Primal Scream: Dublin Point

Primal Scream: Dublin Point

Primal Scream's Dublin show puts the Xmas in 'Xterminatorf'

At the end of the day, popularity and critical acclaim operate on completely different spirals and tonight was a reminder of exactly which loop Primal Scream are caught in. The assembled throng, here to celebrate the band who’ll hopefully put the X in Xmas, find themselves wandering around a half empty venue that fails to ignite the incendiary dreams of the Scream’s vitriolic ‘Xtrmntr’ set. It’s almost an anticlimax before it begins.

That said, tonight doesn’t fall flat without the best endeavours of the Scream Team to rip this party up. ‘Swastika Eyes’, although far from an ‘Xtrmntr’ highlight, opens the show at a frantic pace. Bobby Gillespie slumps into that iconic ‘hanging onto the mic stand for dear life’ pose, his hair pedantically groomed like a young pasty faced militant struggling to digest the chemicals in his system and the fire in his heart. He is surrounded by a collective of rock and roll degenerates, bottom-end bass monster Mani to his left, a bloated Kevin Shields locked in a world of blaring discord of his own to his right. The sides of the stage are littered with a plethora of goggle-eyed friends and hangers on. The only absentee is Martin Duffy. Something to do with a broken leg, we hear.

‘Shoot Speed/ Kill Light’ illuminates the auditorium, a dizzy, never-ending helical guitar trip pierced with cosmic brass. ‘Burning Wheel’ cloaks the mood in groovalicious dub. ‘Kill All Hippies’ is an eruption of 21st century soul. But too often the sound is muted where it should be a combustible blast. And there are moments when you have question whether this record has been talked up to the sort of high heavens the Scream can’t quite reach. If we strip away the iconography that too often blurs Gillespie’s vision, and the ambiguous polemic, often what’s left is a mere Pistols/Stooges homage that defies true belief in the Scream’s ability. ‘Accelerator’ being a prime example. And earlier tracks such as the awful ‘Medication’ and the happy-go-lucky ‘Rocks’ being worse still. There’s also a sense that their Irish audience are far less enamoured with the songs of ‘Xtrmntr’ than the whole idea. Only when ‘Higher Than The Sun’ is unleashed is there a real sense of rapture.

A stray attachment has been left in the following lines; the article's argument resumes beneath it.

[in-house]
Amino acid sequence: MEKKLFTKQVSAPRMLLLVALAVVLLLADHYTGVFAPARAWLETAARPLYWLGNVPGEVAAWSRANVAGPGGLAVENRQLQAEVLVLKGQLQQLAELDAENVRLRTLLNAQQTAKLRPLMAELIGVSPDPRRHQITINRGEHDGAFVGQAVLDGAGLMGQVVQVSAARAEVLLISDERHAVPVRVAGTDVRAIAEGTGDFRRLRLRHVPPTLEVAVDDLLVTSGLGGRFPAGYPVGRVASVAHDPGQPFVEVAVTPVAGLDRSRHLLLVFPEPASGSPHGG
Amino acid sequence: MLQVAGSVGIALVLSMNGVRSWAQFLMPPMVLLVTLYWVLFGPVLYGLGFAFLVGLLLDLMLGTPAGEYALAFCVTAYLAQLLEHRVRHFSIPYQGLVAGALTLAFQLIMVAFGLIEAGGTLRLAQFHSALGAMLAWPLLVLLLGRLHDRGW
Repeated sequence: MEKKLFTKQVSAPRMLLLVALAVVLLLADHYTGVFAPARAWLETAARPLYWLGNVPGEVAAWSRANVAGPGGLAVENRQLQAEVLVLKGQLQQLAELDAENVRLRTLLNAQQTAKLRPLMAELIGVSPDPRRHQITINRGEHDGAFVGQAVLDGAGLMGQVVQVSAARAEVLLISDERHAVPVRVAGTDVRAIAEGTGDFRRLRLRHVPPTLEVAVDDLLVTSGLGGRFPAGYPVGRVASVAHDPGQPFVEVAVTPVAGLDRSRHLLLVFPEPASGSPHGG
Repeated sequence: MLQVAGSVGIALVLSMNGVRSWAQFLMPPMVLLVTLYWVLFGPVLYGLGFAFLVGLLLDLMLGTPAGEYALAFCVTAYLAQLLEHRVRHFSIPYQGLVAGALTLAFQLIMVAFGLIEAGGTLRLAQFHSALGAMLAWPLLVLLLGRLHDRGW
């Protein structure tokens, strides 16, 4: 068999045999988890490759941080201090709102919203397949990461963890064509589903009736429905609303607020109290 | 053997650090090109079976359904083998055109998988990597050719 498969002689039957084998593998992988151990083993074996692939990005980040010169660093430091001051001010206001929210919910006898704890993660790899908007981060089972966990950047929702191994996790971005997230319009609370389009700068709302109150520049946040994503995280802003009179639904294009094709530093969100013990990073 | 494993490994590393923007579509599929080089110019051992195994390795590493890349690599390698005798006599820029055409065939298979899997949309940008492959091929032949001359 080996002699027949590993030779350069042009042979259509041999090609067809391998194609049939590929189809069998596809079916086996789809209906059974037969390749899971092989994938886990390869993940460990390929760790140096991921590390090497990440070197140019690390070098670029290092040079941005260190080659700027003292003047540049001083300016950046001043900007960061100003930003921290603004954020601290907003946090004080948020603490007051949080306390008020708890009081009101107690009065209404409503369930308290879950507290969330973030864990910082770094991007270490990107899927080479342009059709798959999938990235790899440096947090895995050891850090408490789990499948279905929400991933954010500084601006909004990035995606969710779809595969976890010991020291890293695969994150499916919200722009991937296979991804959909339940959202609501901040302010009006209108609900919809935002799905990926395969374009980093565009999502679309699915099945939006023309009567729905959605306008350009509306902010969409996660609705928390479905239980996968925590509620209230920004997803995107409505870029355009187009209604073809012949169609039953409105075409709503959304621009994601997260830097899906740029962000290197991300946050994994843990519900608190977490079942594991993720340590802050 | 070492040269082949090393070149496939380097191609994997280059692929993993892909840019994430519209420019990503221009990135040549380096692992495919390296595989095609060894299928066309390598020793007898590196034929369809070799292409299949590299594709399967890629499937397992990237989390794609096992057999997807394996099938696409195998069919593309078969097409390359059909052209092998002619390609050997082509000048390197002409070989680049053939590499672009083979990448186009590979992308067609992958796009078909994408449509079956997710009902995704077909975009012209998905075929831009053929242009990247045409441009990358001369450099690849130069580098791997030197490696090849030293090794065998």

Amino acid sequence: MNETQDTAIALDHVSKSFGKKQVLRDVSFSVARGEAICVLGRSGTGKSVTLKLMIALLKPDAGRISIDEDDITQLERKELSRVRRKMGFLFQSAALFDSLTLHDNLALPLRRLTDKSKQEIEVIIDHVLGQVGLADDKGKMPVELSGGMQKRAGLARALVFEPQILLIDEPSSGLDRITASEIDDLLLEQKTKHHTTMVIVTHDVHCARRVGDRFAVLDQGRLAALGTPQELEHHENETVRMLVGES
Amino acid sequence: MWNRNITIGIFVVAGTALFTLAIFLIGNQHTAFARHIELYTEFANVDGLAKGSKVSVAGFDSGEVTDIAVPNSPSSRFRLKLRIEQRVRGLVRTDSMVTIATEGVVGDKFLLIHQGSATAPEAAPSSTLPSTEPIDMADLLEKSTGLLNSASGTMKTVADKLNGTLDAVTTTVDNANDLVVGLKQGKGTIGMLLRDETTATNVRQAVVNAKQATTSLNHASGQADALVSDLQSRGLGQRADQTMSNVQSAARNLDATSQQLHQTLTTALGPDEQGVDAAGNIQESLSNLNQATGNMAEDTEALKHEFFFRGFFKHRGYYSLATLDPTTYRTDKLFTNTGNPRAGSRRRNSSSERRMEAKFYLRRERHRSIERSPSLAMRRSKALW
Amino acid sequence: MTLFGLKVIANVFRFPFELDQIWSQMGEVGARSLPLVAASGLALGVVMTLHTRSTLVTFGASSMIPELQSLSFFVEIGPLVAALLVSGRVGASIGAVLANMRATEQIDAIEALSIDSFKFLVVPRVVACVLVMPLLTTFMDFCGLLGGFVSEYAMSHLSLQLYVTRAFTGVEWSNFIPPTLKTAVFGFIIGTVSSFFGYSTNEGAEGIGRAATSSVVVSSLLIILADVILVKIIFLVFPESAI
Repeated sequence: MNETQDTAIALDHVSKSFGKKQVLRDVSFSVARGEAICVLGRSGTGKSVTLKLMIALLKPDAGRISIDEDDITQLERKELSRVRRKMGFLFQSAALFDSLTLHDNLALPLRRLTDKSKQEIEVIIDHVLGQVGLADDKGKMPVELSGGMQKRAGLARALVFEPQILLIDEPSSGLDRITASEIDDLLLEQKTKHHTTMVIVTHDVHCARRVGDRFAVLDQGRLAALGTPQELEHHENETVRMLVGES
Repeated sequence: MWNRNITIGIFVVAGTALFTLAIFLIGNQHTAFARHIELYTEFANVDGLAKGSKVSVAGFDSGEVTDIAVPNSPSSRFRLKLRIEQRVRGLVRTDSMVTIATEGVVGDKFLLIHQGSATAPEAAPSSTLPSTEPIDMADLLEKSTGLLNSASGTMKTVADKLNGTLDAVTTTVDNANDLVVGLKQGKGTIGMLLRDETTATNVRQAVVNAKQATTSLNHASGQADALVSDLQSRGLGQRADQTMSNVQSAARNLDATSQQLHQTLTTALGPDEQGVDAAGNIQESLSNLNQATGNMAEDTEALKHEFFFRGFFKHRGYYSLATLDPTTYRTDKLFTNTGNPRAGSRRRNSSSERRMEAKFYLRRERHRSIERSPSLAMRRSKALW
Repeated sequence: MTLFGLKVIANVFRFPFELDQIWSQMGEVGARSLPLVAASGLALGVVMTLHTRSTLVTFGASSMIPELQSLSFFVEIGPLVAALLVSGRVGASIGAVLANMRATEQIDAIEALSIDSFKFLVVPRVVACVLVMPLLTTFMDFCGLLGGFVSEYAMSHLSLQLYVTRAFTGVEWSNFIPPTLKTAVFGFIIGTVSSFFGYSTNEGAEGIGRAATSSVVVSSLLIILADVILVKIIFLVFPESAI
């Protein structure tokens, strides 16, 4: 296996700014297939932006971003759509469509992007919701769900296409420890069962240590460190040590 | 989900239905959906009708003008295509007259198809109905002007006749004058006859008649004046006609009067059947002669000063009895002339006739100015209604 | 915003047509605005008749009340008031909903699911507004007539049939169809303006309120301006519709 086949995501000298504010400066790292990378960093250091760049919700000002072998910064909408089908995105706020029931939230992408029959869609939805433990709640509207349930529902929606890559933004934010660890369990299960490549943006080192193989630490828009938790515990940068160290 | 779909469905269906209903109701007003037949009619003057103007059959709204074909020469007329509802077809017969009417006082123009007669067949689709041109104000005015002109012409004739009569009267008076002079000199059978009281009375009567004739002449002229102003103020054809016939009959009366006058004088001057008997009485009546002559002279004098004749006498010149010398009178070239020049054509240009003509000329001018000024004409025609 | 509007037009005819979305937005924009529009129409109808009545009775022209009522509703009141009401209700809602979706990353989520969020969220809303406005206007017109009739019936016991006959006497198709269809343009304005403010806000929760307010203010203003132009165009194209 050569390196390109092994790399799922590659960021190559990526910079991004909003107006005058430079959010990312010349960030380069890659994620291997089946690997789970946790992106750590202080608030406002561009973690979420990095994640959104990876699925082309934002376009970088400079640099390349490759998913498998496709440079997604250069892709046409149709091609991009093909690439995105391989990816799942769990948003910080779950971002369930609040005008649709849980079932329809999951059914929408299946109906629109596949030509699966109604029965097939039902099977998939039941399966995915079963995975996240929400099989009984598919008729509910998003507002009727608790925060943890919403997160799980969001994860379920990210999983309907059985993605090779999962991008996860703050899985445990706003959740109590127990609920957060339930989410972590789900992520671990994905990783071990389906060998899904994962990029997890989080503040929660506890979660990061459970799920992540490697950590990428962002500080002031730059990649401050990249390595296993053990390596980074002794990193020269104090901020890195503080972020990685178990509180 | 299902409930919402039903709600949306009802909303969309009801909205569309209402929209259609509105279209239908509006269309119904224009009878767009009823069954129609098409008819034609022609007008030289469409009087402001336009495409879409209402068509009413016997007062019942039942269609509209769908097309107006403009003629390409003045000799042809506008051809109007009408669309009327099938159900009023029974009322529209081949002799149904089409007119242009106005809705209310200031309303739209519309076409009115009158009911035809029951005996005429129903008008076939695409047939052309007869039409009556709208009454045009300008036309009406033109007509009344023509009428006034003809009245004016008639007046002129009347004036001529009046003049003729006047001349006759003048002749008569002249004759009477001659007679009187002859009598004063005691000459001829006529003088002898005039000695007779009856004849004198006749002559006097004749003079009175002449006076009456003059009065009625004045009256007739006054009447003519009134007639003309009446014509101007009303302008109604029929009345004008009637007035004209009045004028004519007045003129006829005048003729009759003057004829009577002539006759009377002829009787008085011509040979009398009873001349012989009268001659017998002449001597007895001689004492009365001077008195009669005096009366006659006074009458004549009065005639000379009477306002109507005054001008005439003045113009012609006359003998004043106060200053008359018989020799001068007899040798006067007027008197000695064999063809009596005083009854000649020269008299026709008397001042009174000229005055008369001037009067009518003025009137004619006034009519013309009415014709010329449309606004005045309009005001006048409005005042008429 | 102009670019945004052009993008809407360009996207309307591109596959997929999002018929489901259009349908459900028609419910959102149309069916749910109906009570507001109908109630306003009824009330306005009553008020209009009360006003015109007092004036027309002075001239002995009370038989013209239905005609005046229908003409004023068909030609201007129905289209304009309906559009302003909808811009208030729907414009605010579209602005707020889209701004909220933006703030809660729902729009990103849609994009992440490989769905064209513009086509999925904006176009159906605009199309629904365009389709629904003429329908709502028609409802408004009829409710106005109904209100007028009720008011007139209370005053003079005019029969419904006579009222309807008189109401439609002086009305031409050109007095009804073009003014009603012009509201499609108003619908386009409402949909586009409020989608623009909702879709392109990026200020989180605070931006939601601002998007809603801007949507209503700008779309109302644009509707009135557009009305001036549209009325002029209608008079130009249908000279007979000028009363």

But the Scream go out with a bang over two encores. “This is one is for lot because I know you just wanna get loaded”, states Gillespie with the basest of Primal Scream instinct and the whole place is shaping up like a party. ‘Movin’ On Up’, featuring a tangent of The Parliments’ soul shaker ‘I Wanna Testify’ sustains such momentum. And the closing ‘Kick Out The Jams’ does exactly was it says on the tin. It’s solid job. Once again Primal Scream have fought for their right to party. Outside of that, communications were vague.

Leagues O’Toole